Recently, Wang and colleagues' published a meta-analysis of carbon dioxide (CO2) vs. air insufflation for gastrointestinal endoscopy. Their analyses showed that although CO2 insufflation reduced abdominal pain and distension following colonoscopy, similar benefit was not apparent for endoscopic retrograde cholangiopancreatography (ERCP). We would like to share our experience in this regard. In our retrospective study of 120 ERCP patients, CO2 insufflation reduced both the incidence (P = 0.027) and severity (P = 0.012) of pain based on a visual analogue scale score. However it did not affect the sedation, analgesia or antispasmodic requirements when compared with air. The real advantage of CO2 vs. air, such as diffusibility and rapid absorption, is thus apparent immediately after the procedure when other anatomical and physiological factors come into play. The colon is more capacious and the insufflated air or CO2 can be easily aspirated by controlled suction through the endoscope or vented as flatus by the patient. However, unlike the colon, the small bowel has a narrow lumen and is more pain sensitive to distension. Also the efflux of its luminal contents into the colon is controlled by the ileo-caecal valve which acts as a physiological sphincter. Small bowel, therefore, is more likely to hold onto insufflated gas following ERCP, which is often prolonged and technically challenging. Hence factors like complexity of the procedure, biliary vs. pancreatic endotherapy, simple vs. complicated stone removal techniques, distal vs. hilar biliary strictures, single vs. multiple stenting, duration of the procedure and experience of the endoscopist have a role when comparing the outcome of the two insufflates. Similarly, use of general anaesthesia vs. conscious sedation may have an impact on the recovery phase post-ERCP. This could explain the heterogeneity of the studies compared by Wang et al. and the resultant incongruous results between them.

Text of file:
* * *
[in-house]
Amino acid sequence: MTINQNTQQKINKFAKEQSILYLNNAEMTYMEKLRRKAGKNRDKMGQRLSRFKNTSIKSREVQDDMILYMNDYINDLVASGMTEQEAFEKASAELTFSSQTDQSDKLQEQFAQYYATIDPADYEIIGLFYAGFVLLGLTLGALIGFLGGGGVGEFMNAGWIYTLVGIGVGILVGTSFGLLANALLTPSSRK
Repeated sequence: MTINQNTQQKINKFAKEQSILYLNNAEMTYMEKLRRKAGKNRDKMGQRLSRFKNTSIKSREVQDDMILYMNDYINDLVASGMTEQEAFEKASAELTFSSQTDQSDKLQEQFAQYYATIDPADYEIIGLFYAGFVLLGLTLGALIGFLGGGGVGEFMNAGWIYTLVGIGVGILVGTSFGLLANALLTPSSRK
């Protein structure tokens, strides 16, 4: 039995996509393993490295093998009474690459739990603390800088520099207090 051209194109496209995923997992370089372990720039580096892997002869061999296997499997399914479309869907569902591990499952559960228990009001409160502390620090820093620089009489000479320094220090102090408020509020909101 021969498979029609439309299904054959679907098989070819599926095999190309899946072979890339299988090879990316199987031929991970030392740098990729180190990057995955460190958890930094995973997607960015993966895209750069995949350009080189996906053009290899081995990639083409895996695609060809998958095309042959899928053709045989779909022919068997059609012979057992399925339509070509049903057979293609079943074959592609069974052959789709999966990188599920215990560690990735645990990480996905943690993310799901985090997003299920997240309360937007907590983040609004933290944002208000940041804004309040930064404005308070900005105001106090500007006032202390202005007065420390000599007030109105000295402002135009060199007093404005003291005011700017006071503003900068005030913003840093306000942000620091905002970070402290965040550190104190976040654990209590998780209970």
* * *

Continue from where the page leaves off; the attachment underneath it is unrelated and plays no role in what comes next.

Declaration of personal and funding interests: None.